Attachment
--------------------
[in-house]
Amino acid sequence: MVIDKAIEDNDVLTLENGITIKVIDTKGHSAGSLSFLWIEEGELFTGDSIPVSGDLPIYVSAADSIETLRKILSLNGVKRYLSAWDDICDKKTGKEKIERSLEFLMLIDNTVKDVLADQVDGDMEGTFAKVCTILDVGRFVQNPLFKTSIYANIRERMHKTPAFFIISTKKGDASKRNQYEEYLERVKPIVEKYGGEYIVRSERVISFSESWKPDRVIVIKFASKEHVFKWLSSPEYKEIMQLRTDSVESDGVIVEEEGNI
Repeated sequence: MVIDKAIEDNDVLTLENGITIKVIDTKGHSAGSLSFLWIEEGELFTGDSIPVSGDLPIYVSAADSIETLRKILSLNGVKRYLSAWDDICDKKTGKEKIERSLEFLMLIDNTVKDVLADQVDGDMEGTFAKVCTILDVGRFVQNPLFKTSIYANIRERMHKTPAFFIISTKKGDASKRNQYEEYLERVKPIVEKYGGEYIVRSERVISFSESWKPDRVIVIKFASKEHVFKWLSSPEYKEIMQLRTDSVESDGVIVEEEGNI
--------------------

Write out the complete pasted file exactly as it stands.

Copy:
[in-house]
Amino acid sequence: MVIDKAIEDNDVLTLENGITIKVIDTKGHSAGSLSFLWIEEGELFTGDSIPVSGDLPIYVSAADSIETLRKILSLNGVKRYLSAWDDICDKKTGKEKIERSLEFLMLIDNTVKDVLADQVDGDMEGTFAKVCTILDVGRFVQNPLFKTSIYANIRERMHKTPAFFIISTKKGDASKRNQYEEYLERVKPIVEKYGGEYIVRSERVISFSESWKPDRVIVIKFASKEHVFKWLSSPEYKEIMQLRTDSVESDGVIVEEEGNI
Repeated sequence: MVIDKAIEDNDVLTLENGITIKVIDTKGHSAGSLSFLWIEEGELFTGDSIPVSGDLPIYVSAADSIETLRKILSLNGVKRYLSAWDDICDKKTGKEKIERSLEFLMLIDNTVKDVLADQVDGDMEGTFAKVCTILDVGRFVQNPLFKTSIYANIRERMHKTPAFFIISTKKGDASKRNQYEEYLERVKPIVEKYGGEYIVRSERVISFSESWKPDRVIVIKFASKEHVFKWLSSPEYKEIMQLRTDSVESDGVIVEEEGNI